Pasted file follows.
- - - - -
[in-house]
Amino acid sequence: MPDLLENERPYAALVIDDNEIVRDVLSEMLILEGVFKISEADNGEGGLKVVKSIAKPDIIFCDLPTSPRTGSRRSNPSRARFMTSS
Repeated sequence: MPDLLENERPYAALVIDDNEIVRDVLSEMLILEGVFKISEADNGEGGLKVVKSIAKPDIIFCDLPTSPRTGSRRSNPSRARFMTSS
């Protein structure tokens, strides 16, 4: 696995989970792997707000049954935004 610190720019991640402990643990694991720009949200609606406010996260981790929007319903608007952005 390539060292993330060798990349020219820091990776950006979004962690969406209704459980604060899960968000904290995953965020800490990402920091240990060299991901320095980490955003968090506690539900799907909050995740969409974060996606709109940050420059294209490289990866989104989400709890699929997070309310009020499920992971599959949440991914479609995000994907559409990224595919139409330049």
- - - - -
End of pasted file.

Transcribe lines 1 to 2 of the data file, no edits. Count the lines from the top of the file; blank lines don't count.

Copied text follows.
[in-house]
Amino acid sequence: MPDLLENERPYAALVIDDNEIVRDVLSEMLILEGVFKISEADNGEGGLKVVKSIAKPDIIFCDLPTSPRTGSRRSNPSRARFMTSS